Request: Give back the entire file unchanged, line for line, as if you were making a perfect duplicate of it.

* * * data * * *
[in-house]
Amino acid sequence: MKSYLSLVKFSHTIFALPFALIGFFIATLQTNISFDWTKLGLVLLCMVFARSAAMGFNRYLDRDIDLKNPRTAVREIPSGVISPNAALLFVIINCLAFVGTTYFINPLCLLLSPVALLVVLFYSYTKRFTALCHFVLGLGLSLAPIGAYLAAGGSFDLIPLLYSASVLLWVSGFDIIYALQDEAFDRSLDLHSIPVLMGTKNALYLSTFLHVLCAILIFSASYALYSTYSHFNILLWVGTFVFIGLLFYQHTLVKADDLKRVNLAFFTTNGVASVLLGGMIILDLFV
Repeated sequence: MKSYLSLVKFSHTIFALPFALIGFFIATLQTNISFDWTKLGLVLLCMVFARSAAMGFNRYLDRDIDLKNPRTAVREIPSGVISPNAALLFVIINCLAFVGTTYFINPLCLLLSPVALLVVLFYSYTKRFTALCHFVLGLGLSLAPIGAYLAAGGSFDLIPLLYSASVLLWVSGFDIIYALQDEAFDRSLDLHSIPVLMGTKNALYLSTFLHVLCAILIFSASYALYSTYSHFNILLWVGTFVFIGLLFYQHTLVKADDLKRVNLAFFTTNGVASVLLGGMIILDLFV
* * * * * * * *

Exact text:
[in-house]
Amino acid sequence: MKSYLSLVKFSHTIFALPFALIGFFIATLQTNISFDWTKLGLVLLCMVFARSAAMGFNRYLDRDIDLKNPRTAVREIPSGVISPNAALLFVIINCLAFVGTTYFINPLCLLLSPVALLVVLFYSYTKRFTALCHFVLGLGLSLAPIGAYLAAGGSFDLIPLLYSASVLLWVSGFDIIYALQDEAFDRSLDLHSIPVLMGTKNALYLSTFLHVLCAILIFSASYALYSTYSHFNILLWVGTFVFIGLLFYQHTLVKADDLKRVNLAFFTTNGVASVLLGGMIILDLFV
Repeated sequence: MKSYLSLVKFSHTIFALPFALIGFFIATLQTNISFDWTKLGLVLLCMVFARSAAMGFNRYLDRDIDLKNPRTAVREIPSGVISPNAALLFVIINCLAFVGTTYFINPLCLLLSPVALLVVLFYSYTKRFTALCHFVLGLGLSLAPIGAYLAAGGSFDLIPLLYSASVLLWVSGFDIIYALQDEAFDRSLDLHSIPVLMGTKNALYLSTFLHVLCAILIFSASYALYSTYSHFNILLWVGTFVFIGLLFYQHTLVKADDLKRVNLAFFTTNGVASVLLGGMIILDLFV